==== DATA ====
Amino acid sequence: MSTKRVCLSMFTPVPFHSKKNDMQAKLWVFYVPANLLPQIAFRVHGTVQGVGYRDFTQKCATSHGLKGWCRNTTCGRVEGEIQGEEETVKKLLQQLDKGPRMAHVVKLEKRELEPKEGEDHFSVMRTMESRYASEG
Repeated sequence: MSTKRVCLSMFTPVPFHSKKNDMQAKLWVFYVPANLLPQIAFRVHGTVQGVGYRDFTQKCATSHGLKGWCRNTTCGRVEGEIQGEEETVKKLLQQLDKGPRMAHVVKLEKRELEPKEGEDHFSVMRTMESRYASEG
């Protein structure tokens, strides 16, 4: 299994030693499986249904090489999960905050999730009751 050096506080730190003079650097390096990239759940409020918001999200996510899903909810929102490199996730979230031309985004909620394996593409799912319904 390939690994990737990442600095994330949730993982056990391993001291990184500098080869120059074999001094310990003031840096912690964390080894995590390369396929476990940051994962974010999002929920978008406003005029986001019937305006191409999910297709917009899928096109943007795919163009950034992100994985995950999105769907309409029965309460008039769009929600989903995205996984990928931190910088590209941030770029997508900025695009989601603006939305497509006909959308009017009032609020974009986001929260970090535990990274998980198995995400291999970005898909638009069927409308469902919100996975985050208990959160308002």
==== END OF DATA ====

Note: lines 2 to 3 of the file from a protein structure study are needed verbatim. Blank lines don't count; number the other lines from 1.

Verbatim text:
Repeated sequence: MSTKRVCLSMFTPVPFHSKKNDMQAKLWVFYVPANLLPQIAFRVHGTVQGVGYRDFTQKCATSHGLKGWCRNTTCGRVEGEIQGEEETVKKLLQQLDKGPRMAHVVKLEKRELEPKEGEDHFSVMRTMESRYASEG
């Protein structure tokens, strides 16, 4: 299994030693499986249904090489999960905050999730009751 050096506080730190003079650097390096990239759940409020918001999200996510899903909810929102490199996730979230031309985004909620394996593409799912319904 390939690994990737990442600095994330949730993982056990391993001291990184500098080869120059074999001094310990003031840096912690964390080894995590390369396929476990940051994962974010999002929920978008406003005029986001019937305006191409999910297709917009899928096109943007795919163009950034992100994985995950999105769907309409029965309460008039769009929600989903995205996984990928931190910088590209941030770029997508900025695009989601603006939305497509006909959308009017009032609020974009986001929260970090535990990274998980198995995400291999970005898909638009069927409308469902919100996975985050208990959160308002």